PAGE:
Welcome to the Carnival of Nuclear Bloggers #203. The subjects this week are quite a mixed bag that include Molten Salt Reactors, fusion, Fukushima, space exploration, Atomic Insights Smoking Gun series, the promise of uranium as a fuel and some major nuclear news items.
Next Big Future
3 Posts from Brian Wang
    Terrestrial energy closed its final seed funding round to fund their molten salt reactor design.
    Plasma Jet magneto inertial fusion has various projects and companies working towards it. It seems like a promising approach to nuclear fusion and can also deliver very good space propulsion even if energy generation were not to work out.

    Human hopes of reaching stars other than the Sun are currently limited by the maturity of advanced propulsion technologies. One of the few candidate propulsion systems for providing interstellar flight capabilities is nuclear fusion. In the past many fusion propulsion concepts have been proposed and some of them even explored in high detail (Project Daedalus), however, as scientific progress in this field has advanced, new fusion concepts have emerged that merit evaluation as potential drivers for interstellar missions. Plasma jet driven Magneto-Inertial Fusion (PJMIF) is one of those concepts. PJMIF involves a salvo of converging plasma jets that form a uniform liner, which compresses a magnetized target to fusion conditions. It is an Inertial Confinement Fusion (ICF)-Magnetic Confinement Fusion (MCF) hybrid approach that has the potential for many benefits over both ICF and MCF, such as lower system mass and significantly lower cost.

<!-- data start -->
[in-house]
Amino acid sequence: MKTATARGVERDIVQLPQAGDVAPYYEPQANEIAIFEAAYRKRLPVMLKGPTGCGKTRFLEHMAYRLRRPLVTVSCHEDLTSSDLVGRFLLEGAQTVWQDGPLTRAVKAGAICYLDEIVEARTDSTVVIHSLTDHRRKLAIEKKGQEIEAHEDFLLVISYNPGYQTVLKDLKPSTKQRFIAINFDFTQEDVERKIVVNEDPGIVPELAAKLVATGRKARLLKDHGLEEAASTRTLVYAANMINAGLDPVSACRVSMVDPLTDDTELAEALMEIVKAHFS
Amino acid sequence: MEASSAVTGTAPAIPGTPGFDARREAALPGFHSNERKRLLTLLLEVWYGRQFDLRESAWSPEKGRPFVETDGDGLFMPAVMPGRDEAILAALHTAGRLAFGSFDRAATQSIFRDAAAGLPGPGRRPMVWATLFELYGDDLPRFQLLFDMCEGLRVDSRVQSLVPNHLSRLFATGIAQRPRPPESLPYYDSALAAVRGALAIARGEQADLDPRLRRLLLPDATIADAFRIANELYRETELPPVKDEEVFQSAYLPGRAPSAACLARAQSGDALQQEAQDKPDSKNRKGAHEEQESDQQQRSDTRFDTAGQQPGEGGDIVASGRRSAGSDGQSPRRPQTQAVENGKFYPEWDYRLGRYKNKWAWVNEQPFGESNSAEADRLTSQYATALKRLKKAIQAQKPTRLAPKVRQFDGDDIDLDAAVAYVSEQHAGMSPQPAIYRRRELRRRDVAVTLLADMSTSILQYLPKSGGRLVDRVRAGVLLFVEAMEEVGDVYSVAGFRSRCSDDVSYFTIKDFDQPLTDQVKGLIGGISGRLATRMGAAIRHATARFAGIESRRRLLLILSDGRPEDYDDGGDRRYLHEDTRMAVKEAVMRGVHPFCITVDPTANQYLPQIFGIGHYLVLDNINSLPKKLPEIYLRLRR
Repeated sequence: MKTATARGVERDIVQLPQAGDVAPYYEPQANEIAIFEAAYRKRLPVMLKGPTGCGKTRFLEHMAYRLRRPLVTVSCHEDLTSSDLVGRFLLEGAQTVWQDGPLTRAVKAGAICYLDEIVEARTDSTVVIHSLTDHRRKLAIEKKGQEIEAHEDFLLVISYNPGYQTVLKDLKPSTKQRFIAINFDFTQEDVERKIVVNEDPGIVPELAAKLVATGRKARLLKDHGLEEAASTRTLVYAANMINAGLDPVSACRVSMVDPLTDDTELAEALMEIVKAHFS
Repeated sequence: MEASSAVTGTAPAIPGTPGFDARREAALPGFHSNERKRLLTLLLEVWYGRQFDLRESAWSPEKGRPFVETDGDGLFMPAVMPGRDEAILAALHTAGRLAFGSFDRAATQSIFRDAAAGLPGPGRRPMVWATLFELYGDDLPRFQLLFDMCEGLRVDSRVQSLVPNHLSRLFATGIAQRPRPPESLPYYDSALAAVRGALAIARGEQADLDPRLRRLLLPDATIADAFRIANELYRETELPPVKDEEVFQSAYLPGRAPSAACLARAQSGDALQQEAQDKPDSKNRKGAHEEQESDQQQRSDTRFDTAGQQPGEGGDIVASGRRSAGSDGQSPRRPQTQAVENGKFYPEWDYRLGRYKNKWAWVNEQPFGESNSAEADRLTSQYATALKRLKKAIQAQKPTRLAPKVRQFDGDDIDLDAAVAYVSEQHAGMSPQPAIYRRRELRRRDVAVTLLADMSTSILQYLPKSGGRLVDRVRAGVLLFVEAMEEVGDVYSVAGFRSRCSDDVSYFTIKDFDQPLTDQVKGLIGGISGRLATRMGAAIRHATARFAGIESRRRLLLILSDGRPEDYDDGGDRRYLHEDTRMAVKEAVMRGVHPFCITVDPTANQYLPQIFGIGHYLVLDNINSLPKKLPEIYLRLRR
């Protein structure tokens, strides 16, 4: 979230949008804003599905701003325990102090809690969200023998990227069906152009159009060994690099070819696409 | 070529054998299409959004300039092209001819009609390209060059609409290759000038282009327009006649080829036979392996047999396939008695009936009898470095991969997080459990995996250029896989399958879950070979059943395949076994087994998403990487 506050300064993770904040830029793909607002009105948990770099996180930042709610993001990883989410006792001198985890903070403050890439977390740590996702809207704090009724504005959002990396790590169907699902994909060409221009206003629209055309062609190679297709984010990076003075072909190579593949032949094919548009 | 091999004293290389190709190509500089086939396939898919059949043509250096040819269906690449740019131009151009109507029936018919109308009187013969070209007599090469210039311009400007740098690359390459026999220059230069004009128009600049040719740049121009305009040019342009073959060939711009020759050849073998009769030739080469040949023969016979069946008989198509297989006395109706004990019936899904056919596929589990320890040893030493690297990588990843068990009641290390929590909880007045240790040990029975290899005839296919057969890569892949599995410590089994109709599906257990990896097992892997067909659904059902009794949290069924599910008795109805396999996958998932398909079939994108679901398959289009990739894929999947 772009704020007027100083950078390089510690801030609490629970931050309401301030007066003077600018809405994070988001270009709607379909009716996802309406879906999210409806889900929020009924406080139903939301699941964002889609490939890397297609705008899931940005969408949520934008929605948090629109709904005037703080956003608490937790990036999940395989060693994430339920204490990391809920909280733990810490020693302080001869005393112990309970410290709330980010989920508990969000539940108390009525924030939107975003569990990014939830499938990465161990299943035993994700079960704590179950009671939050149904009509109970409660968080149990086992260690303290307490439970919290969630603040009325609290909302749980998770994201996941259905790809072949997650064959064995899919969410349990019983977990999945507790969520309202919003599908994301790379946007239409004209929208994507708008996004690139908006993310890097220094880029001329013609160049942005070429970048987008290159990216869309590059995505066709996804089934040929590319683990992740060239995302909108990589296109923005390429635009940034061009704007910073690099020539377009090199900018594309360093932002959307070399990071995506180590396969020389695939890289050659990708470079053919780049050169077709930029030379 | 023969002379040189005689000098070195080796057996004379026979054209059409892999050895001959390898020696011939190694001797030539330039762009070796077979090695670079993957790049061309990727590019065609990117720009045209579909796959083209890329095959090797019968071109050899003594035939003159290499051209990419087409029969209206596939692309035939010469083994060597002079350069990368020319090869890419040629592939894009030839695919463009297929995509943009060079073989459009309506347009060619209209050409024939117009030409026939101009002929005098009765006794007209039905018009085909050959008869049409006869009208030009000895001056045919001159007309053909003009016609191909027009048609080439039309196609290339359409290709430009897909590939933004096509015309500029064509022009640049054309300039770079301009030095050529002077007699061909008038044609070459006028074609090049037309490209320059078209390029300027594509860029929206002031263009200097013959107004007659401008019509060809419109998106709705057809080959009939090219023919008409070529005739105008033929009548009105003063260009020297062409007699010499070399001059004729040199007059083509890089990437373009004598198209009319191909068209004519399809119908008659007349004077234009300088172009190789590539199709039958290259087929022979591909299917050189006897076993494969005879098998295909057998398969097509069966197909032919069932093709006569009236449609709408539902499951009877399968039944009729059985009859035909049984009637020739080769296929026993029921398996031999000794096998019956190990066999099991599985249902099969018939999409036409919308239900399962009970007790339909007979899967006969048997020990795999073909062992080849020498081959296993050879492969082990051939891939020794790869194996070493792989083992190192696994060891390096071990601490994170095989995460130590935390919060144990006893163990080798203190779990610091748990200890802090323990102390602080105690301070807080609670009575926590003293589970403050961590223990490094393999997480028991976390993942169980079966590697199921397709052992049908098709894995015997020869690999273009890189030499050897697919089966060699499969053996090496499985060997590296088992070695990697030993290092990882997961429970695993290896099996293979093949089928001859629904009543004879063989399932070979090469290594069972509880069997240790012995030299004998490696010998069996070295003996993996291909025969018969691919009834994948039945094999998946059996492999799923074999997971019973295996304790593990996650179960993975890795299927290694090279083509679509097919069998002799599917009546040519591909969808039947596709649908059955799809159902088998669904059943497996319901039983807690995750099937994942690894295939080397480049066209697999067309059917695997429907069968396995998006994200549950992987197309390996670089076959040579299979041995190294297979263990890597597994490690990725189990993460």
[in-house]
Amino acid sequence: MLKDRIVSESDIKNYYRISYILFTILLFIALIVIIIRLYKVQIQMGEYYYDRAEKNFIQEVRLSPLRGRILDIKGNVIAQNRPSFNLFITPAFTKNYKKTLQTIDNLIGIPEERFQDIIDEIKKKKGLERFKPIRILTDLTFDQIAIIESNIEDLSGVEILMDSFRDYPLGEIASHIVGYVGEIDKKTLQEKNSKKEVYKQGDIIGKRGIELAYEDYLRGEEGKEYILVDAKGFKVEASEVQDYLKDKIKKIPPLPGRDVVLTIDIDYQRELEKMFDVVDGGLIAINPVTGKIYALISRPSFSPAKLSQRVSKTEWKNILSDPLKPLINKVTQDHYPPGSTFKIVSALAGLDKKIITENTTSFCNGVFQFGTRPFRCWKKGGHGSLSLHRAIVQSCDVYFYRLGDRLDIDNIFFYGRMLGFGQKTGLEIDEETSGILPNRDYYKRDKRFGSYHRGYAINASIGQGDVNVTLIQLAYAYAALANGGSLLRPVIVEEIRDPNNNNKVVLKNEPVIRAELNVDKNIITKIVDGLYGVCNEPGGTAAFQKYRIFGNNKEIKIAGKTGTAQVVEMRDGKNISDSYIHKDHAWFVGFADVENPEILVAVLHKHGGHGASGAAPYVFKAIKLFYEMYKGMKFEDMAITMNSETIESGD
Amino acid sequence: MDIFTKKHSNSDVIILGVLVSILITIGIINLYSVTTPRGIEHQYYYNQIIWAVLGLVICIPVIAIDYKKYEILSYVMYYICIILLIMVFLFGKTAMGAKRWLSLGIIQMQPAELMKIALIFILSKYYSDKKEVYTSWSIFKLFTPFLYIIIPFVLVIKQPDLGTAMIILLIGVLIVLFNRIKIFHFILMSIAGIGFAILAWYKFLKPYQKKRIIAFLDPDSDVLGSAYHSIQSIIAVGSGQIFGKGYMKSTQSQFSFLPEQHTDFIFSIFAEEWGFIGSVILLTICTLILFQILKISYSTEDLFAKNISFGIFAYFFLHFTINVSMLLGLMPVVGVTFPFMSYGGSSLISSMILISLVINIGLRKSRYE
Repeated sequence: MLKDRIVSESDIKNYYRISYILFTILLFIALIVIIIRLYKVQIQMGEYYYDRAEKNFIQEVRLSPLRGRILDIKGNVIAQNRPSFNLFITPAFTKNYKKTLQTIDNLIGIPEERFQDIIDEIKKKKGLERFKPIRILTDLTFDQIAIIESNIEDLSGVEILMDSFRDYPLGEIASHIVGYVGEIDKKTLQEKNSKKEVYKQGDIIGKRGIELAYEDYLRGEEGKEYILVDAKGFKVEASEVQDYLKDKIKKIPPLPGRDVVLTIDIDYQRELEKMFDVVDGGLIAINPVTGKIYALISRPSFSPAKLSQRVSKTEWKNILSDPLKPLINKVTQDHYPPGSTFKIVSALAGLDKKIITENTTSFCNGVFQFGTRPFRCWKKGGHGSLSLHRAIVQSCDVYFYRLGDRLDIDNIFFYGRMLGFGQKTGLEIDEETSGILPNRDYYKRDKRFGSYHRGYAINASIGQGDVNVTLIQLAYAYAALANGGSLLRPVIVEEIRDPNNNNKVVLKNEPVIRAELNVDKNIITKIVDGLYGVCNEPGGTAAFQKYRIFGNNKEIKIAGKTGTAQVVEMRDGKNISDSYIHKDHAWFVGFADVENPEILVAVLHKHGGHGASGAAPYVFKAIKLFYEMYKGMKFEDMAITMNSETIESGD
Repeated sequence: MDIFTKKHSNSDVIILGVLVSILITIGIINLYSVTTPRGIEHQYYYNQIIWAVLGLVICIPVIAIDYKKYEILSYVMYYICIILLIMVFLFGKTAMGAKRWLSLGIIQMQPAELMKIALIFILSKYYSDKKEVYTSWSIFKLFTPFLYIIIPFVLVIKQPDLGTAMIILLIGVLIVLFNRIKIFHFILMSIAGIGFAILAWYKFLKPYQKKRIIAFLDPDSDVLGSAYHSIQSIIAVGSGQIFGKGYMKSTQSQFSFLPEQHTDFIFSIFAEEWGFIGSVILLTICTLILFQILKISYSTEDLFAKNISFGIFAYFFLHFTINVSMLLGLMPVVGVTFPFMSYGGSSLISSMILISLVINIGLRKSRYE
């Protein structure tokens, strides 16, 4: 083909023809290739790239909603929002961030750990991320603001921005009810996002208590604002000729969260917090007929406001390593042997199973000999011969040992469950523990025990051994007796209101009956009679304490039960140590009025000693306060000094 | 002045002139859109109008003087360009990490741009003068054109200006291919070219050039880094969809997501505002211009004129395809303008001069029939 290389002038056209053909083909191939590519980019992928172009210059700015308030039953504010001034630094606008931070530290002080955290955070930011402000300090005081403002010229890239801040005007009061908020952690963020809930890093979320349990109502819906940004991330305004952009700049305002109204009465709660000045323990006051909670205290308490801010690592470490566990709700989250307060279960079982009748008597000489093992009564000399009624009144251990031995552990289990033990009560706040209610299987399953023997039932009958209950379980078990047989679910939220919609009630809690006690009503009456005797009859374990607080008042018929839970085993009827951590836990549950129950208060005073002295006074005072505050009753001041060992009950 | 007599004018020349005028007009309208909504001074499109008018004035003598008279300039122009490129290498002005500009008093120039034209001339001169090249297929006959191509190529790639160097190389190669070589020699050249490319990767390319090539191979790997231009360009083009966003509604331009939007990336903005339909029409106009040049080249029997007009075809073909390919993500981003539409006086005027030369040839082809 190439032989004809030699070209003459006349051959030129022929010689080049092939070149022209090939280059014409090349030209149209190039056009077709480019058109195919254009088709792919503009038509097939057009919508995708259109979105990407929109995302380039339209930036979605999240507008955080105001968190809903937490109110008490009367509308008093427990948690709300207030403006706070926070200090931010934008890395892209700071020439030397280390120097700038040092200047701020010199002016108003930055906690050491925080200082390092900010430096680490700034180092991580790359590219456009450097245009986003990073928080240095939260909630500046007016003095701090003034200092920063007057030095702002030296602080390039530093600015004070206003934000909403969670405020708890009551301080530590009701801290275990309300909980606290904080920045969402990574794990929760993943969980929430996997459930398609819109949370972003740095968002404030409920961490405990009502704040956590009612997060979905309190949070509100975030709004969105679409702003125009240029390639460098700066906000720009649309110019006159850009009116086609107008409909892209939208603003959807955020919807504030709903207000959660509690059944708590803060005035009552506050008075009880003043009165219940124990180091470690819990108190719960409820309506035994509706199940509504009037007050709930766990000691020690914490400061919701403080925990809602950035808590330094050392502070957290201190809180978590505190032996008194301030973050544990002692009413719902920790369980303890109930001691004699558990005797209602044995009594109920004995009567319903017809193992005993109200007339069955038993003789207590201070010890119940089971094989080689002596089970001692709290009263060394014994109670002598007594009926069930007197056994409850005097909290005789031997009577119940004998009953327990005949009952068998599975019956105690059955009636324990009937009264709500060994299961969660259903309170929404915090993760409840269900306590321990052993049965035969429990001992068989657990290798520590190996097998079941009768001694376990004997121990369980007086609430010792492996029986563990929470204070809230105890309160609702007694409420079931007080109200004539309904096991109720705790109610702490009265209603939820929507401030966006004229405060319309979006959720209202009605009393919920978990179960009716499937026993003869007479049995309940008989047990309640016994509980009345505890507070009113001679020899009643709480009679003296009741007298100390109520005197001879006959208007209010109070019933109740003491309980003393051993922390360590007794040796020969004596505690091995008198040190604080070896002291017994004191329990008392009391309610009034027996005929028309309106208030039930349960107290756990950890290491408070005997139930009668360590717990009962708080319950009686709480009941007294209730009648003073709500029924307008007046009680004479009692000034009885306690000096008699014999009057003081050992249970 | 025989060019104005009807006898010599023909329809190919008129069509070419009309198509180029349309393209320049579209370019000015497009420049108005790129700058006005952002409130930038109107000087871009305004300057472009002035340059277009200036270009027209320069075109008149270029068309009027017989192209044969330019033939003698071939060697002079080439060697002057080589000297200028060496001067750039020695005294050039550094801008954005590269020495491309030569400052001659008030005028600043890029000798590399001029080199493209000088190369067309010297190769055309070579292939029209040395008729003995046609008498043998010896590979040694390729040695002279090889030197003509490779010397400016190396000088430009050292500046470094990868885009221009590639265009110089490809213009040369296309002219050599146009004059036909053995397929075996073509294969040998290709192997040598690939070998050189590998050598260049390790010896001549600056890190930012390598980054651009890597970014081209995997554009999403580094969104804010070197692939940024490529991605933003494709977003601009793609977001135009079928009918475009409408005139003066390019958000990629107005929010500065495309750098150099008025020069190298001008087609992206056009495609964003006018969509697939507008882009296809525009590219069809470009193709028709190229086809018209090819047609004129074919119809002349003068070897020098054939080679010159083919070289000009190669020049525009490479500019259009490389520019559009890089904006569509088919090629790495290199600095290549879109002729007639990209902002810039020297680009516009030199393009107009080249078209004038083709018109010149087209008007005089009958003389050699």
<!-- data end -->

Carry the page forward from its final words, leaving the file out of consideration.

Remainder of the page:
Nuke Power Talk
Post from Gail Marcus
    Gail Marcus has been discussing the Fukushima accident ever since it occurred just over 3 years ago. This week, she refreshes a discussion on Fukushima and safety culture. In particular, she discusses a study that points out that a nearby nuclear power station, Onagawa, run by the Tohoku Electric Power Company, survived the accident with few problems. Was it luck, or was it safety culture? Marcus looks at various arguments that point to either corporate culture or Japanese culture and notes some of the issues that need to be considered.

Atomic Insights
2 Posts from Rod Adams
    Rod Adams found a folder in the John F. Kennedy Presidential Library and Museum titled National Coal Policy Conference that documents an apparently successful effort to influence a rising political star to support national policies that favor coal over natural gas, residual oil and atomic energy.

Hiroshima Syndrome
Post from Leslie Corrice